4.) Is George LeMieux pinned down by Charlie Crist’s shadow? — Former Florida Gov. Charlie Crist “is reviled by much of the conservative base,” writes the St. Pete Times, “and there are few people more closely associated with him than LeMieux, his former chief of staff and so-called ‘maestro.'” Now, all the people who received a wedgie from Crist are going after his protege. “It’s like the Titanic as far as the albatross that will be hung around George LeMieux’s neck,” a Republican strategist in Tallahassee told the Times. “When it was cool to be a populist, George LeMieux had no problem supporting Charlie Crist and all that he did. As soon as the political winds changed, George became a conservative.” To paraphrase the sage Roger Simon: ZING POW OUCHIE BOO BOO!

5.) Here’s what happened in Wisconsin last night — “The Wisconsin supreme court race between conservative justice David Prosser and liberal assistant attorney general JoAnne Kloppenburg is coming down to the wire,” reports The Weekly Standard’s John McCormack. “With 99% of precincts reporting, Prosser has a 585-vote lead out of nearly 1.5 million ballots cast. The potentially bad news for Prosser is that of the 34 uncounted precincts, most of them are in counties that voted for Kloppenburg, including 12 in Milwaukee and 1 in Dane.” A victory by Kloppenburg would empower the Wisconsin Supreme Court to invalidate Gov. Scott Walker’s budget repair bill. However, the “big fear that Walker’s budget-repair bill did serious political damage to Republicans has dissipated somewhat.” Most outlets are reporting that the race will be subjected to a recount.


6.) Despite help from feds, community colleges stuck in neutral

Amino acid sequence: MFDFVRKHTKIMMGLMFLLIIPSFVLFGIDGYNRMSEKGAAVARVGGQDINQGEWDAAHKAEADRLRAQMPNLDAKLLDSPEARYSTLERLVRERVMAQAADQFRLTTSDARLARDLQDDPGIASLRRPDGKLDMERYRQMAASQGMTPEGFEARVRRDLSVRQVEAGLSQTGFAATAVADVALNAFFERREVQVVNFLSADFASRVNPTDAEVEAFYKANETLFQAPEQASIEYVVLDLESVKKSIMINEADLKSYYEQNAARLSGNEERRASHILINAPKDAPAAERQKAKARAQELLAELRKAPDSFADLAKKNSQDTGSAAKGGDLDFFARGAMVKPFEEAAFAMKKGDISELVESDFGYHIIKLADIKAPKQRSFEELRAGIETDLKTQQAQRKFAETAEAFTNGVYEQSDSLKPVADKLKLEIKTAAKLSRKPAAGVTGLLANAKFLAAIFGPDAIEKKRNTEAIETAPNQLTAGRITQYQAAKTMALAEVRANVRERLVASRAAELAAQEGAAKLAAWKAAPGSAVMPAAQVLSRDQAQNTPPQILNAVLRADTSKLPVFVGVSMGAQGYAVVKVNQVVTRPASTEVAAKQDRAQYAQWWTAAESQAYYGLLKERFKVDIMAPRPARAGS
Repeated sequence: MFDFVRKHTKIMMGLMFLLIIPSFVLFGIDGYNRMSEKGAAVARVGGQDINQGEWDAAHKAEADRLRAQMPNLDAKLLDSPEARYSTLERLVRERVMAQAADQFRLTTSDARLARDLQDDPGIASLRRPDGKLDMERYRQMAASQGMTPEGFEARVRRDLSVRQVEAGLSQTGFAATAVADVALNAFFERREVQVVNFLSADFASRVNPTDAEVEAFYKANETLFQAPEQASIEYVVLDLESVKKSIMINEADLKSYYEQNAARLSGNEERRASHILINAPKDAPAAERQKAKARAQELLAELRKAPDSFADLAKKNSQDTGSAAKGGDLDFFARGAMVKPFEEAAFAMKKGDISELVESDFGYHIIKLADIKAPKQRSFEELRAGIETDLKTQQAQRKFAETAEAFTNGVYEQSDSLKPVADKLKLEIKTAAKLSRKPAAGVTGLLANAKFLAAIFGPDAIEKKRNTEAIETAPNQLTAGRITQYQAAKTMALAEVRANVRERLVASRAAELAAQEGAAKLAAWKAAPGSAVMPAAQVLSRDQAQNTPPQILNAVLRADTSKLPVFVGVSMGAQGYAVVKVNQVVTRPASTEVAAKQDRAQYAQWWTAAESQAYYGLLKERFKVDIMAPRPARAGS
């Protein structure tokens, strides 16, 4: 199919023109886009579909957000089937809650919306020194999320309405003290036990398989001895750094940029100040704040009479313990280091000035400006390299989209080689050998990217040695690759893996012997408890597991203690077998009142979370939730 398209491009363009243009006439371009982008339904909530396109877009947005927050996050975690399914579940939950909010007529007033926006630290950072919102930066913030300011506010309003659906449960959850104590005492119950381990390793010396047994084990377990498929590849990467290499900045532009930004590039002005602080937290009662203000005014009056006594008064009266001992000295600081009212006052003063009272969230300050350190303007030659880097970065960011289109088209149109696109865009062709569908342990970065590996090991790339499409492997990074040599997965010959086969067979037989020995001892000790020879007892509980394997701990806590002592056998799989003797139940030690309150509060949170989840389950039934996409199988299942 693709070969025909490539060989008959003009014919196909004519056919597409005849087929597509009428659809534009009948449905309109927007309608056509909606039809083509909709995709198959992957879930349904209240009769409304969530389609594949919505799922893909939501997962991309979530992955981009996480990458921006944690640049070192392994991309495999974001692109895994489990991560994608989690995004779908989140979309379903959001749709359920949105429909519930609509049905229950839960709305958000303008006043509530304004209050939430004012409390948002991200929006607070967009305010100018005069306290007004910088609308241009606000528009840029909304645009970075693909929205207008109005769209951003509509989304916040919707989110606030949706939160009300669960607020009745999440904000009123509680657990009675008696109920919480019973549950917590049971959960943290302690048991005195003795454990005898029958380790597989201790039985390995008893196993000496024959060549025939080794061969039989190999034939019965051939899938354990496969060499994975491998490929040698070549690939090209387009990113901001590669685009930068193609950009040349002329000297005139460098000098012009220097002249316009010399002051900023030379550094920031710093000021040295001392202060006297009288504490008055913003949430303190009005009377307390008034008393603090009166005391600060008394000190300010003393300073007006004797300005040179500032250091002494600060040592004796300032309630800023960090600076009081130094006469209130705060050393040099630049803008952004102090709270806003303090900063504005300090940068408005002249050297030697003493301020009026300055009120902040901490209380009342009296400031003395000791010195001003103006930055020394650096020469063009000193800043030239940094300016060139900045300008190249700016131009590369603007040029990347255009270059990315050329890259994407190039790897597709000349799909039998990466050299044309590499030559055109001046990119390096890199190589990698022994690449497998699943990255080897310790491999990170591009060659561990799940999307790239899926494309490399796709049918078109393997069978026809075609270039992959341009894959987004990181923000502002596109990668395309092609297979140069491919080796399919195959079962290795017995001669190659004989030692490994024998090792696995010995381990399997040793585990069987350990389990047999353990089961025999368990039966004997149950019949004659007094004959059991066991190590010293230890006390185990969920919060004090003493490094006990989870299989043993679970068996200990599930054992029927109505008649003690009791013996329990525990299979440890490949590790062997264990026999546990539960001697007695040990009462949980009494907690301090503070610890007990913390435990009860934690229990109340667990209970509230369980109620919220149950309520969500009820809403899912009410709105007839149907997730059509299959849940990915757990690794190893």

— The battle over gainful employment rules that would restrict indirect federal aid to for-profit colleges rages on. In the parallel universe of community colleges, which cull from the same pool of non-traditional and low-income students, a big piece of news has gone largely unnoticed by the mainstream press: The first 26 institutions to join the Achieving the Dream, a federal program intended to help poorly performing community colleges, “remained relatively unchanged after five years, despite the use of a variety of strategies to improve them.” According to Inside Higher Ed, “the average percentage of developmental students at these institutions who completed their remedial sequence within the first two years grew from 21 percent to 25.2 percent; the average number of completed credits by an individual student at these institutions within the first two years increased only from 22 to 24.5; and the overall average fall-to-fall persistence rate at these institutions rose from 46.2 percent to 49.5 percent.” In the month since the report was released, no congressman or federal bureaucrat has threatened to eliminate funding for community colleges or impose harsh rules. Instead, Achieving the Dream has released its own guidelines to help failing community colleges suck less.